What’s the difference between a tour and a pilgrimage?

Some years ago, a fellow Jesuit gave me a picture of Our Lady of Guadalupe as a gift from his visit to Mexico City. He knew of this personal devotion and a reproduction would be the closest I could get to the dream of visiting the shrine. I could not imagine that in a short time I would be at the feet of the original in the Basilica in Guadalupe, at the foot of Tepeyac Hill in Mexico City.

In this very place, through the presence of Mary, God came very close to an oppressed people shortly after the arrival of the Spaniards and the fall of the Aztec Empire. He appeared to a native Indian, whose Christian name was Juan Diego. She appeared to him some time after his baptism, requesting for a church to be built at Tepeyac hill where she could show her maternal love and compassion to the people. She said to Juan Diego, “¿No estoy yo aqui que soy tu Madre?” (“Am I not here, who am your Mother?”)

I hinged my life into those words of love and compassion. The pilgrimage to Our Lady of Guadalupe was foremost a spiritual journey. At the brink of exhaustion from years of work, I knew it was time to take the final stage of Jesuit formation called Tertianship. It is a time to do a “major homecoming to the Lord” – to recoup my energy, return to the original inspiration of vocation and Jesuit priesthood, revitalise my whole being with the grace of the Lord and dispose myself to final vows. And what could be more appropriate than to walk on the road to the apparition site, the place I desired for many years.

The difference between a tour and a pilgrimage is seen in the effect on the traveler. The sightseer’s goal is the destination. For the pilgrim, what matters is more the going than the coming. What happens interiorly while on the journey is important. That is why some pilgrimages take years. I have begun my pilgrimage at the foot of Our Lady of Penafrancia in Naga City in 1985. It is there that I embarked on a spiritual quest for a heirophany or an experience of the presence of God, which is also be an interior experience. Before I entered the Jesuits, I have visited the Basilica of our Ina or Mother. There I have prayed for my vocation, to make me a good Jesuit or at the very least a good Christian.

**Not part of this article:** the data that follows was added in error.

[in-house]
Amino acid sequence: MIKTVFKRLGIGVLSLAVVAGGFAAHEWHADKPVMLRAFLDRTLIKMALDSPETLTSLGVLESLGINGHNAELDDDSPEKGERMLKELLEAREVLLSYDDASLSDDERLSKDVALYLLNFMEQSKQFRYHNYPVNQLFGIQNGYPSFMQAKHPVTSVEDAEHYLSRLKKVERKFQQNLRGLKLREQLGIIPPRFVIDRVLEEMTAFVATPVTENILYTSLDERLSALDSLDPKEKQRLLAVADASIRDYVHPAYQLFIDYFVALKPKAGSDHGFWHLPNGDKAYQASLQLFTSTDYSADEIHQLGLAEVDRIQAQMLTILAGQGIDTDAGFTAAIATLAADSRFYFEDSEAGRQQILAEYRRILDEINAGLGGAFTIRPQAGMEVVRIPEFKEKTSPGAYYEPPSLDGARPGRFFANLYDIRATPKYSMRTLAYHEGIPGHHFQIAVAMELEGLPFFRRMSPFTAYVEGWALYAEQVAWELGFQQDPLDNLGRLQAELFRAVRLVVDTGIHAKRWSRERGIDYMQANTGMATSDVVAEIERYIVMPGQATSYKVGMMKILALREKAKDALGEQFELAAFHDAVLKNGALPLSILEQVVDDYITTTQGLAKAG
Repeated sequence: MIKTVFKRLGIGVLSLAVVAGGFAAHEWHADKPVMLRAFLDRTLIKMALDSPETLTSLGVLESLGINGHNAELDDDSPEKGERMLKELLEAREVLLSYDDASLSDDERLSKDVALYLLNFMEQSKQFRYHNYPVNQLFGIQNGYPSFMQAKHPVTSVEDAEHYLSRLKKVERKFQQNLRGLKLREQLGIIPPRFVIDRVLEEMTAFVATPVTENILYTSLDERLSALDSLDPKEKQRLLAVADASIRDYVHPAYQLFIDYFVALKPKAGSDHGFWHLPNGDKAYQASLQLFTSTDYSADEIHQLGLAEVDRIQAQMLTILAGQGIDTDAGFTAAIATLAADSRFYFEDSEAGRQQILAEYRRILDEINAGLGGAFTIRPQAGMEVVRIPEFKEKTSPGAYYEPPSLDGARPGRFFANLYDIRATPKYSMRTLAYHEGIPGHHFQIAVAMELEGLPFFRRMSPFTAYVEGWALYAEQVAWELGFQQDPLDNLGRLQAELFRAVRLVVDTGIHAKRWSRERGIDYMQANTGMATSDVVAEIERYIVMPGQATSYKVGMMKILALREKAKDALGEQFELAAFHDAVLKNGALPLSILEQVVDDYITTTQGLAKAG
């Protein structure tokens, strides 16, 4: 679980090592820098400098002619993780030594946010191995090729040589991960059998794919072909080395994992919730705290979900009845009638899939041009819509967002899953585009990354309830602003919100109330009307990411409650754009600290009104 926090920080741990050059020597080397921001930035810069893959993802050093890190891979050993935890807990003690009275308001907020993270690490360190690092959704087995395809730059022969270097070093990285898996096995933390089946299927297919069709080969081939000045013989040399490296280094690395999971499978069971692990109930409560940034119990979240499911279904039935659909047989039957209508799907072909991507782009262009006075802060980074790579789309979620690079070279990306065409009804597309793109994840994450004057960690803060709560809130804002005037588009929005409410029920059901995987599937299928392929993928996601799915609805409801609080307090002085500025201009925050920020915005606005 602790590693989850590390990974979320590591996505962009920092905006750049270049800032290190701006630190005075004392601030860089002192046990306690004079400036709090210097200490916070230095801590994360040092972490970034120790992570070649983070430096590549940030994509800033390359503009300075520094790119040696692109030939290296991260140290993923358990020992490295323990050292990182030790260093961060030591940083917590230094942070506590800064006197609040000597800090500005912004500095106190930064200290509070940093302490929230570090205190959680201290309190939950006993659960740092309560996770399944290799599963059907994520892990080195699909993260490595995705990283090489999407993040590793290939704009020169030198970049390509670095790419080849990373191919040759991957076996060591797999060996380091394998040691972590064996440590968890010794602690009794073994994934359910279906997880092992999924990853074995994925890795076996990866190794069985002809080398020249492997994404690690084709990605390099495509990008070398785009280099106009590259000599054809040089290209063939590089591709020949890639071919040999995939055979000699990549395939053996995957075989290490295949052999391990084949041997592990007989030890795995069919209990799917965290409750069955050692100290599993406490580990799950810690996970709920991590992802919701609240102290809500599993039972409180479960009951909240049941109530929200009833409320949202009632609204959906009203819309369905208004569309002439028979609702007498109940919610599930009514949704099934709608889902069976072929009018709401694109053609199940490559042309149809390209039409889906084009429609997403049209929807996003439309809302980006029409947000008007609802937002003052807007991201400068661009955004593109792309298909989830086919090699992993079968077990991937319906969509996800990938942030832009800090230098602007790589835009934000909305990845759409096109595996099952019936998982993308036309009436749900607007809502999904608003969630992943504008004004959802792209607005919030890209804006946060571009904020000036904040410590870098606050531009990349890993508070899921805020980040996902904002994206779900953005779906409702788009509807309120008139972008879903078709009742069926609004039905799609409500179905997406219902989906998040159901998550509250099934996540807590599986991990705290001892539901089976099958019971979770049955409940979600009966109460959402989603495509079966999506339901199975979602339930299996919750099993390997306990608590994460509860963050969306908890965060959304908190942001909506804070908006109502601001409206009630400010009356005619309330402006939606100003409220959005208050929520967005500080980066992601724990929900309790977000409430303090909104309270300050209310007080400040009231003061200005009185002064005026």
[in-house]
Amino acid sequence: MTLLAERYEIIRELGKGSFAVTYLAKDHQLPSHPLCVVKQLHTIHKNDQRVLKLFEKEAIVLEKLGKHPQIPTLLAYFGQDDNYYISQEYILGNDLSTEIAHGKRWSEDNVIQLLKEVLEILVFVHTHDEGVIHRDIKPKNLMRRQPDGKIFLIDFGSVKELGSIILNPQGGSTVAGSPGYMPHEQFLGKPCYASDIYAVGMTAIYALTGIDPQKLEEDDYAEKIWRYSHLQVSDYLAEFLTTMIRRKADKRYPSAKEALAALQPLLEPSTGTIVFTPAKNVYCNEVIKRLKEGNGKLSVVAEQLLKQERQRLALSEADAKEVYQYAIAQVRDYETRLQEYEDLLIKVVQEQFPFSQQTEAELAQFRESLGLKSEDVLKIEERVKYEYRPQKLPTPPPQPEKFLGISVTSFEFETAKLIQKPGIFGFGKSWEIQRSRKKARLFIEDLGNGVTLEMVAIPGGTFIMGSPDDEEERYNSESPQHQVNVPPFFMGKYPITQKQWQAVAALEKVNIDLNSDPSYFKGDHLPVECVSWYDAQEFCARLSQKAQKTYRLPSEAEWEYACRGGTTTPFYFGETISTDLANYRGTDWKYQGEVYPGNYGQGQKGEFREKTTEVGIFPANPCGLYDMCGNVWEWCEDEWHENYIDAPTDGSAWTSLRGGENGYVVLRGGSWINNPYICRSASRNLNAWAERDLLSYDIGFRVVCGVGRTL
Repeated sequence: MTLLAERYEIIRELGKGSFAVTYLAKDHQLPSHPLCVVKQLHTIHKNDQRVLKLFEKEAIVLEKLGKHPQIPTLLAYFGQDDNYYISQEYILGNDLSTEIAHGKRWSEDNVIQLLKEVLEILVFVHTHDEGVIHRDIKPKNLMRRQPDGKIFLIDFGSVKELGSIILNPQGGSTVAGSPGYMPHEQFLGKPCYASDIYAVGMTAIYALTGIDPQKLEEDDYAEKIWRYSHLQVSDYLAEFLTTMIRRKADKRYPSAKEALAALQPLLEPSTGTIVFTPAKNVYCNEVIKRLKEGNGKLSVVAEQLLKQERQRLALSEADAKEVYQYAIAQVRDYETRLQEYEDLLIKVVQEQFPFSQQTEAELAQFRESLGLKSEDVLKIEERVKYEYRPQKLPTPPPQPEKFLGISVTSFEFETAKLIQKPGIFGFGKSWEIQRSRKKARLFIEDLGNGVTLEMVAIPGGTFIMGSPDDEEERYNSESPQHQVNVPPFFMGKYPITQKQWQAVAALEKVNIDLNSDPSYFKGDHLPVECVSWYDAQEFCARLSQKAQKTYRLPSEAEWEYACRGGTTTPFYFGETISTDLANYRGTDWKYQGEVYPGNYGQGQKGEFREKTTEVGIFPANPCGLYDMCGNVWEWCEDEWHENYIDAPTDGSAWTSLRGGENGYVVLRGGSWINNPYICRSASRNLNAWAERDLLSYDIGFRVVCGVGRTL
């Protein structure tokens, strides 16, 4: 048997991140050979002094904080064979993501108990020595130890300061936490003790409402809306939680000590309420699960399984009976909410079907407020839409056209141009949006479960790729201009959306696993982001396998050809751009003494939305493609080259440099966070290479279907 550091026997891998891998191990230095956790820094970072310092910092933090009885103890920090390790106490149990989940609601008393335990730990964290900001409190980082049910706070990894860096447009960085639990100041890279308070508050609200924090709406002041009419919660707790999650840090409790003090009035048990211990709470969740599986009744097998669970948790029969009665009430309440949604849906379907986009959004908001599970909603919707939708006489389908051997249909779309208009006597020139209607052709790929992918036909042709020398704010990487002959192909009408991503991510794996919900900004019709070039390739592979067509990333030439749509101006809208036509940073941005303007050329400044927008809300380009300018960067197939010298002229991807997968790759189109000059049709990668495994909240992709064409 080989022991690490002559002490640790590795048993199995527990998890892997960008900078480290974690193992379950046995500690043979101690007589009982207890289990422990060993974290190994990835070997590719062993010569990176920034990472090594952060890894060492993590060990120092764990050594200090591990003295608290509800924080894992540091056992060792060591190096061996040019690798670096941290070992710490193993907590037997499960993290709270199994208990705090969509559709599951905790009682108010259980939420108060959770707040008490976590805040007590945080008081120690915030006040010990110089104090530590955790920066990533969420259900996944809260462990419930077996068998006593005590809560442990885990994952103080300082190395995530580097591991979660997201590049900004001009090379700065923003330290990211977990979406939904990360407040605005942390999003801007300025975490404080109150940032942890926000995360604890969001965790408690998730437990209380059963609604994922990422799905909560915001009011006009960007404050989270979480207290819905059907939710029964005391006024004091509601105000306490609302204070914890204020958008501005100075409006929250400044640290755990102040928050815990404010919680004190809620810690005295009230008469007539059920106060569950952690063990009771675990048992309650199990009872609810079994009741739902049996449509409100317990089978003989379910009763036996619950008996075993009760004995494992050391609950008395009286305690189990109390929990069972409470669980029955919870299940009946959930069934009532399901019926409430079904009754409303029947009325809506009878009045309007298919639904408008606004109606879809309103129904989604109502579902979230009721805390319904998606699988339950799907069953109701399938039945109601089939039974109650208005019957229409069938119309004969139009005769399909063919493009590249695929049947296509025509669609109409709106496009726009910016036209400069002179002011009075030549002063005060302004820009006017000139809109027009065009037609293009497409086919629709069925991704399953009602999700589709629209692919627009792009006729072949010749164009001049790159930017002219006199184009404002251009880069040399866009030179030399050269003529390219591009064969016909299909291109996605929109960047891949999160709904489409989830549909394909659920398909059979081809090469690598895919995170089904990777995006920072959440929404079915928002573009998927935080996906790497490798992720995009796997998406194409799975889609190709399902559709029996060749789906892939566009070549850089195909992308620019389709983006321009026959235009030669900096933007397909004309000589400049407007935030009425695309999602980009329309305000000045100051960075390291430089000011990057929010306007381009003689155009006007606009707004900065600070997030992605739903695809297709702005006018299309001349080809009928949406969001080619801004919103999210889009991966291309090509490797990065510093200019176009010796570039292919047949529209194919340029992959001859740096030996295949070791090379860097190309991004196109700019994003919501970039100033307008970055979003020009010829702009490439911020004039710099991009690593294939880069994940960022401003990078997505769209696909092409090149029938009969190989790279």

Since then, every turn in the journey have demanded a letting go: of possible exclusive relationships, of becoming settled and stable, of having something to own. The years in formation is what St. Ignatius experienced as being taught by God “as a school master to a child.” God taught me a radical way of living: establishing inclusive relationships, being mobile and available, and having to depend on God alone. I have not graduated from His class. Not yet. I have been delinquent!

The pilgrimage focuses the heart to what it desires. Every step in the journey is crucial. The pilgrim on the journey faces several questions. Is this what you want to do? It is a long road; it would take time and often, finances. Are you willing to invest in this undertaking? Some pilgrimages are organized with a long walk, like that of Santiago de Compostela in Spain. The pilgrimage is like an obstacle course for the spiritual traveler. The evil spirit will move you to disobedience, doubt, cynicism, discord or resistance. The journey itself tests one’s fervor for God.